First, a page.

Positive effects of exercise on falls and fracture risk in osteopenic women

Hourigan, S. R., Nitz, J. C., Brauer, S. G., O'Neill, S., Wong, J. and Richardson, C. A. (2008) Positive effects of exercise on falls and fracture risk in osteopenic women. Osteoporosis International, 19 7: 1077-1086. doi:10.1007/s00198-007-0541-7

Author Hourigan, S. R.
Nitz, J. C.
Brauer, S. G.
O'Neill, S.
Wong, J.
Richardson, C. A.
Title Positive effects of exercise on falls and fracture risk in osteopenic women
Journal name Osteoporosis International   Check publisher's open access policy
ISSN 0937-941X
Publication date 2008-07
Sub-type Article (original research)
DOI 10.1007/s00198-007-0541-7
Volume 19
Issue 7
Start page 1077
End page 1086
Total pages 10
Place of publication London
Publisher Springer International
Collection year 2009
Language eng
Subject C1
110317 Physiotherapy
920201 Allied Health Therapies (excl. Mental Health Services)
Formatted abstract
Summary Exercise may affect osteopenic women at risk of falls and fractures. A workstation approach to exercise was evaluated in a randomised study of 98 women. The intervention group improved in measures of balance, strength and bone density. This study supports a preventative exercise approach that aims to reduce risk factors for fractures and falls, in women already at risk, through balance training and weight-bearing activity.
Introduction The objective of this study was to determine the effects of a workstation balance training and weight-bearing exercise program on balance, strength and bone mineral density (BMD) in osteopenic women. A single-blinded randomised controlled trial (RCT) was undertaken for 20 weeks with measurements at baseline and completion.
Materials and methods Ninety-eight (98) community-dwelling osteopenic women aged 41–78 years were recruited through the North Brisbane electoral roll. Subjects were randomised via computer-generated random numbers lists into either a control (receiving no intervention), or exercise group (two one-hour exercise sessions per week for 20 weeks with a trained physiotherapist). Assessments at baseline and post-intervention included balance testing (five measures), strength testing (quadriceps, hip adductors / abductors / external rotators and trunk extensors), and DXA scans (proximal femur and lumbar spine). Baseline assessment showed no significant differences between groups for all demographics and measures except for subjects taking osteoporosis medication. The percentage differences between pre- and post-intervention measurements were examined for group effect by ANOVA using an intention-to-treat protocol.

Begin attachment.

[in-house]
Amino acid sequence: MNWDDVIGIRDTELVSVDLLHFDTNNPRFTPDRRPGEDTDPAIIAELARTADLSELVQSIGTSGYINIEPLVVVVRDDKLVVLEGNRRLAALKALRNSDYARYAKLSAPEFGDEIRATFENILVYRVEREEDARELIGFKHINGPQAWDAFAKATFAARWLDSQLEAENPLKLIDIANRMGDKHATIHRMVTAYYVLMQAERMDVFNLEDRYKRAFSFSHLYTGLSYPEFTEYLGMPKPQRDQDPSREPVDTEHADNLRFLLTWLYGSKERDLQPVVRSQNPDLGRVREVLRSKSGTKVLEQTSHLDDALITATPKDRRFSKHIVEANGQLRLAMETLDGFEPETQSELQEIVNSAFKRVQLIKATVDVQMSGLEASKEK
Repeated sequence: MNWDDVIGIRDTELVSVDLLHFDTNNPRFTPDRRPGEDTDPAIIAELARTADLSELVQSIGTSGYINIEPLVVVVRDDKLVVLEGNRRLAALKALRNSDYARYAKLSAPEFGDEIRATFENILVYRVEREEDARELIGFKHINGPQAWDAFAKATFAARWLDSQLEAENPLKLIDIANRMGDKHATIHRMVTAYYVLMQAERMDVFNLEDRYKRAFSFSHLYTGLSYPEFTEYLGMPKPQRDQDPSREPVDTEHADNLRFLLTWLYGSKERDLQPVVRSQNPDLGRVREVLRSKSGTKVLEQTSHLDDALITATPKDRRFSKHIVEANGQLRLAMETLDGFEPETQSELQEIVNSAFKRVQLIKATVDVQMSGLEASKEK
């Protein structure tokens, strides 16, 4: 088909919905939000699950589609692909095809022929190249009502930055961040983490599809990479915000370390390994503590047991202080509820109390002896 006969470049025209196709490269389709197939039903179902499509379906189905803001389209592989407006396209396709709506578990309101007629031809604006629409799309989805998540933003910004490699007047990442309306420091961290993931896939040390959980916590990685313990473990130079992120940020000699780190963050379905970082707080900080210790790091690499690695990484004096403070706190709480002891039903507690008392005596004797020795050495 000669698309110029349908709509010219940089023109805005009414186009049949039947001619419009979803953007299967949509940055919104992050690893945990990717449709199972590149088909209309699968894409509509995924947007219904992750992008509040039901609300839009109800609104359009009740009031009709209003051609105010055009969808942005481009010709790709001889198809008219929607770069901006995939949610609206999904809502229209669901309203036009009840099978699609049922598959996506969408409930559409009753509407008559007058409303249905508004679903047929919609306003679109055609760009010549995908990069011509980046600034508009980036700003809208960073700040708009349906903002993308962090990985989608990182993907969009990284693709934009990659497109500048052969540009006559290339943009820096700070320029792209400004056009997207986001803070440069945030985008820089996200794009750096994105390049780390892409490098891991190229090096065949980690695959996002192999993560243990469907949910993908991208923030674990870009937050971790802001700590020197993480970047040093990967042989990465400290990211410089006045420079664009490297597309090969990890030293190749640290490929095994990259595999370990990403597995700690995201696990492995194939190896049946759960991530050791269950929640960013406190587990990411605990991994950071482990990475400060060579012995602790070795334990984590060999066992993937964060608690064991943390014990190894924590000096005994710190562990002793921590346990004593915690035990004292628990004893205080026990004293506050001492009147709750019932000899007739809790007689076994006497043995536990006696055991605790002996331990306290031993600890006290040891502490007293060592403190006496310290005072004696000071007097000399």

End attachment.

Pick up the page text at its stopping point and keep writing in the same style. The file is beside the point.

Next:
Results Ninety-eight women (mean age 62.01 years, SD 8.9 years) enrolled in the study. The mean number of classes attended for the 42 participants in the exercise group who completed the program was 28.2 of a possible 40 classes (71%). At the completion of the trial the intervention group showed markedly significant better performances in balance (unilateral and bilateral stance sway measures, lateral reach, timed up and go and step test) (p  < 0.05) with strong positive training effects reflecting improvements of between 10% to 71%. Similarly there were gains in strength of the hip muscles (abductors, adductors, and external rotators), quadriceps and trunk extensors with training effects between 9% and 23%.
Conclusions Specific workstation exercises can significantly improve balance and strength in osteopenic women. This type of training may also positively influence bone density although further study is required with intervention over a longer period. A preventative exercise program may reduce the risk of falls and fractures in osteopenic women already at risk.

Keyword Balance
Bone mineral density
Q-Index Code C1
Q-Index Status Confirmed Code

Document type: Journal Article
Sub-type: Article (original research)
Collections: 2009 Higher Education Research Data Collection
School of Health and Rehabilitation Sciences Publications
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Citation counts: TR Web of Science Citation Count  Cited 33 times in Thomson Reuters Web of Science Article | Citations
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Created: Tue, 04 Nov 2008, 15:29:28 EST